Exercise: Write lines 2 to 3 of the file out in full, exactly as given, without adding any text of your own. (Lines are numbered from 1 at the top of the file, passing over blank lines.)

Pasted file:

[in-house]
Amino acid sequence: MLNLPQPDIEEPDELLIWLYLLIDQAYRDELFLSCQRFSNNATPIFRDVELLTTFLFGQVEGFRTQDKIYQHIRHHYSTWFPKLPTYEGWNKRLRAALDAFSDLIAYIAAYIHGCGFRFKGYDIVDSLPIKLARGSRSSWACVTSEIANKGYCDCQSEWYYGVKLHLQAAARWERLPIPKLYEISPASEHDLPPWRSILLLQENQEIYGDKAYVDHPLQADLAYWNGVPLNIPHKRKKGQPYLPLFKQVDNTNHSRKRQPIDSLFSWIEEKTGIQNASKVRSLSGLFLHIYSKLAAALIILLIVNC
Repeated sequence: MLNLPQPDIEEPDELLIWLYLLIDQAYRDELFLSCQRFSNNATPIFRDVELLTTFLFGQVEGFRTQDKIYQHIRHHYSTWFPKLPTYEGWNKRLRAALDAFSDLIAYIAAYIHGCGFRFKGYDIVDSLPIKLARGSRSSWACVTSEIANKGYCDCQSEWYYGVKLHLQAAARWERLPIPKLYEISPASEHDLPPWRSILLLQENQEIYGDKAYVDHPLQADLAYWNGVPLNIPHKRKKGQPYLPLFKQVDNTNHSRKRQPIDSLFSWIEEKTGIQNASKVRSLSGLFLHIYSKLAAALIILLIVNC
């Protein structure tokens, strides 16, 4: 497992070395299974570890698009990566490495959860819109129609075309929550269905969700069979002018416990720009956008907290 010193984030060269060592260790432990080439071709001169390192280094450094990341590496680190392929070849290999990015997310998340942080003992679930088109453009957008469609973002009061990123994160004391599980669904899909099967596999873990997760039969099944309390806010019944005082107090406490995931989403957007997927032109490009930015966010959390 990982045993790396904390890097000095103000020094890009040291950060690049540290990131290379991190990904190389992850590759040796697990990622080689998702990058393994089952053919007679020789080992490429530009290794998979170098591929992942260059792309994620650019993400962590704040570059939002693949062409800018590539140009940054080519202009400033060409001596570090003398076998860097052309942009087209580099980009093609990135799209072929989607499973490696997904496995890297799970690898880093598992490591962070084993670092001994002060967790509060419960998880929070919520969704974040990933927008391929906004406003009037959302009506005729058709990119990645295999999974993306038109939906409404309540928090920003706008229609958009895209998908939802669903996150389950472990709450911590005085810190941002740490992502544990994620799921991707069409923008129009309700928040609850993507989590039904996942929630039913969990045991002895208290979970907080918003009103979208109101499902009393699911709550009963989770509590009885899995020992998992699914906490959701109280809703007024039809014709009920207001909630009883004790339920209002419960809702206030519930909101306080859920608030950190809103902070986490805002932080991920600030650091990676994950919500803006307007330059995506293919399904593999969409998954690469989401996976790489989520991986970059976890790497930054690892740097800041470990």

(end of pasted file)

Amino acid sequence: MLNLPQPDIEEPDELLIWLYLLIDQAYRDELFLSCQRFSNNATPIFRDVELLTTFLFGQVEGFRTQDKIYQHIRHHYSTWFPKLPTYEGWNKRLRAALDAFSDLIAYIAAYIHGCGFRFKGYDIVDSLPIKLARGSRSSWACVTSEIANKGYCDCQSEWYYGVKLHLQAAARWERLPIPKLYEISPASEHDLPPWRSILLLQENQEIYGDKAYVDHPLQADLAYWNGVPLNIPHKRKKGQPYLPLFKQVDNTNHSRKRQPIDSLFSWIEEKTGIQNASKVRSLSGLFLHIYSKLAAALIILLIVNC
Repeated sequence: MLNLPQPDIEEPDELLIWLYLLIDQAYRDELFLSCQRFSNNATPIFRDVELLTTFLFGQVEGFRTQDKIYQHIRHHYSTWFPKLPTYEGWNKRLRAALDAFSDLIAYIAAYIHGCGFRFKGYDIVDSLPIKLARGSRSSWACVTSEIANKGYCDCQSEWYYGVKLHLQAAARWERLPIPKLYEISPASEHDLPPWRSILLLQENQEIYGDKAYVDHPLQADLAYWNGVPLNIPHKRKKGQPYLPLFKQVDNTNHSRKRQPIDSLFSWIEEKTGIQNASKVRSLSGLFLHIYSKLAAALIILLIVNC